By Amber WANG
Tainan, Taiwan (AFP) Feb 8, 2016
A girl aged eight and three others were rescued Monday from the rubble of a Taiwan apartment tower complex, more than two days after it was felled by an earthquake, but over 100 others remain trapped in the ruins.
Questions about the disaster intensified after images from the site showed metal cans and foam had been used to fill parts of the complex's concrete framework.
The girl and a 28-year-old woman were the latest to be pulled from the rubble, while a man and a woman were rescued earlier in the day as emergency workers scrabbled to find the missing.
Prosecutors have launched an investigation into the collapse of the 16-storey Wei-kuan building -- the only high-rise in the southern city of Tainan to crumble completely when the 6.4 magnitude struck before dawn Saturday.
The quake left 37 confirmed dead, most of them from the apartment complex. There were also some dramatic escapes.
Rescuers told earlier Monday how they took more than 20 hours to free one survivor, 40-year-old Lee Tsong-tian who was trapped by his leg.
He was eventually freed but had to have his leg amputated.
The other survivor pulled from the rubble earlier Monday was Tsao Wei-ling, 45, who is in stable condition.
Her husband and two-year-old child were pulled dead from the rubble, officials at the site said. A search was continuing for five other members of her family trapped inside.
- Safety questions -
City mayor William Lai said survivors and relatives had reported building violations.
The island's President-elect Tsai Ing-wen, who will take office in May, said her government would prioritise building safety.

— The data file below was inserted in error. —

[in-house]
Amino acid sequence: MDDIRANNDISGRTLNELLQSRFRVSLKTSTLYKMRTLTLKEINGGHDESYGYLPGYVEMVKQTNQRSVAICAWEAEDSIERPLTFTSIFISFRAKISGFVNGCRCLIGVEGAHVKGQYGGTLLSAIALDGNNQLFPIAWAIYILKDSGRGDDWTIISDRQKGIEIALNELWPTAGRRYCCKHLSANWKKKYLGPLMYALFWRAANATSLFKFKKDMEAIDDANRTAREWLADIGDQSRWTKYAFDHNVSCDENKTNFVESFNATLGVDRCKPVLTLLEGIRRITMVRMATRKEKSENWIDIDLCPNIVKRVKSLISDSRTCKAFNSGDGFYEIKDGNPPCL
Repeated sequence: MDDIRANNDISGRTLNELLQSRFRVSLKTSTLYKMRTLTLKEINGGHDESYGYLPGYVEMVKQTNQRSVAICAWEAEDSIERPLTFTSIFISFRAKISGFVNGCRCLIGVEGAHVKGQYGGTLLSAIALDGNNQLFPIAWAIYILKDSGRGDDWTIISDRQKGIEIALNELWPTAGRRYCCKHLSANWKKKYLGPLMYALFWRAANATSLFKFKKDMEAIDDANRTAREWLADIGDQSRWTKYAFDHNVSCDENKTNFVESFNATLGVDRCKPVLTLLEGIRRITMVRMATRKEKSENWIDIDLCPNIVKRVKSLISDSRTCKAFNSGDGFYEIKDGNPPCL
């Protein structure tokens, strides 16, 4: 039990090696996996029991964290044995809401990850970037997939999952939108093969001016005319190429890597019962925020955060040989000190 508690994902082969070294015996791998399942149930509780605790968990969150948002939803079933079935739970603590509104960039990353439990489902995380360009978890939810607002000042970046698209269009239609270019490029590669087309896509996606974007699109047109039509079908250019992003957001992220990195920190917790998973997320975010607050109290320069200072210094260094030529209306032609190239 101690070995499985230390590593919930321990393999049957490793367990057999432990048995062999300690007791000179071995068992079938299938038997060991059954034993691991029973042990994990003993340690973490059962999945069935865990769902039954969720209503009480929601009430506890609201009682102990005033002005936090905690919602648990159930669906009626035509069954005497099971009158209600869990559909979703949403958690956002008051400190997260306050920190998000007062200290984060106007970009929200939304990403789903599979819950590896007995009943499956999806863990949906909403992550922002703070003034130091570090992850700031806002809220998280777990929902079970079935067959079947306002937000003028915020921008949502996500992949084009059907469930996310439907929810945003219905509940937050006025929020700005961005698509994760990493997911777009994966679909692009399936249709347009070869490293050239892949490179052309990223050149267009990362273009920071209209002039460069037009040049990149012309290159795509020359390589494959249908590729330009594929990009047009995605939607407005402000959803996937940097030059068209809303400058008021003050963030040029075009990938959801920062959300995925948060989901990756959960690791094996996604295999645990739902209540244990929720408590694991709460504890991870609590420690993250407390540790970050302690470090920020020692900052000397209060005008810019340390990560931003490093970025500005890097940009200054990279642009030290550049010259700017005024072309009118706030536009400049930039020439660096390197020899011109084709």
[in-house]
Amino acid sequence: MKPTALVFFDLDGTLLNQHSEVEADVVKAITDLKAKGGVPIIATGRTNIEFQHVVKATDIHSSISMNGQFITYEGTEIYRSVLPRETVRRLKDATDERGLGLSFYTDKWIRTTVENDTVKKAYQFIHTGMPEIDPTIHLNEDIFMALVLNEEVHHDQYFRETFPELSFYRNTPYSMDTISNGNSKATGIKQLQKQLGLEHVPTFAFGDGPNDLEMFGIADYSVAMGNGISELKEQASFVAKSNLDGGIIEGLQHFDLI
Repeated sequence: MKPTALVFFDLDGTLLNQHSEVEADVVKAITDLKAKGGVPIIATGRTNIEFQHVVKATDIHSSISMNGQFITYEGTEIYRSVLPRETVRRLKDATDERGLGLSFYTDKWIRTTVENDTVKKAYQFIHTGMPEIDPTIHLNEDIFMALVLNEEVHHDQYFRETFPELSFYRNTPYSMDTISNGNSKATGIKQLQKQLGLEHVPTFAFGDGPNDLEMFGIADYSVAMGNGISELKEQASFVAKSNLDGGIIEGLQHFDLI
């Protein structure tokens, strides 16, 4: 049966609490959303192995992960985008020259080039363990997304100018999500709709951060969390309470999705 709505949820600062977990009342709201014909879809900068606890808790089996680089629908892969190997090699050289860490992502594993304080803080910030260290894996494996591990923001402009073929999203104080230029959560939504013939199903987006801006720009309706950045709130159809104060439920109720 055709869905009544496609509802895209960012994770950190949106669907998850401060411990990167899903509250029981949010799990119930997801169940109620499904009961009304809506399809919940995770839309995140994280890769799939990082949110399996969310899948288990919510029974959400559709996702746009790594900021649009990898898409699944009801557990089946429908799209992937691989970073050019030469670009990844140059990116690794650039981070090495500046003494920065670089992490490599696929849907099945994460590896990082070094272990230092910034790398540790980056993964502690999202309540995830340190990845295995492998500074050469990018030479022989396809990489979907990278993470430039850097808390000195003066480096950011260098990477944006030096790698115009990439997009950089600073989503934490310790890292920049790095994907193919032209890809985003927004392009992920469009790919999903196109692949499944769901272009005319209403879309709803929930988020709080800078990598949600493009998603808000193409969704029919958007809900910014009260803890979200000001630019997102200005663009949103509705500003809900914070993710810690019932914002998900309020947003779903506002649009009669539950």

"There are many old buildings across Taiwan... there should be an overall review of their resistance to earthquakes and other disasters," she said during a hospital visit to survivors.
Local media reported the company that built the complex had gone out of business.
Max Lo, former president of the Taiwan Engineering and Science Association, told AFP cans and foam could acceptably be used within decorative parts of a building to reduce its weight.
"Using them in the main structure would be against the national building code," he said.
"The first floor of the building was a shopping mall. We also need to find out if the walls designed to help support the building were taken out to increase the shopping space."
President Ma Ying-jeou said there was still hope for survivors, even beyond the 72-hour window which ends early Tuesday.
"We will carry on until the last second. The golden 72 hours of rescue is the standard but there are many exceptions," said Ma after visiting two survivors in hospital with bone fractures.
One of them, Liu Yi-chen, had lost her 10-day-old baby and husband. Her two other children remain missing.
The other had lost her husband, while her son and pregnant daughter-in-law are missing.
"Many people are still trapped and our hearts are sinking," said Ma.
Liu, a nurse, told AFP she was lying in bed breastfeeding her baby in their ninth-floor apartment when she felt the bed shaking. Then the floor caved in and she and her husband plunged several storeys.
Liu's legs were pinned down by bricks. Her baby fell nearby but she could not reach her.
"I was talking to my husband and told him we have to get out together. He replied 'I love you, wife. You stay well' and I said 'What are you talking about? We'll stay well together' and then the talking stopped," said Liu.
"The baby cried for an hour and then there was no voice."
Cranes, drills, ladders, sniffer dogs and life detection equipment are being used to locate those trapped, but emergency workers and soldiers have also had to shore up the ruins to avoid further tragedies.
Rescuers are set to start using diggers and extractors to remove giant concrete slabs once they have ensured all residents from the upper parts of the rubble have been freed.
The quake struck on the weekend before Chinese New Year when many relatives would have joined families in the complex to enjoy the holidays.
Now they endure an agonising wait for news.
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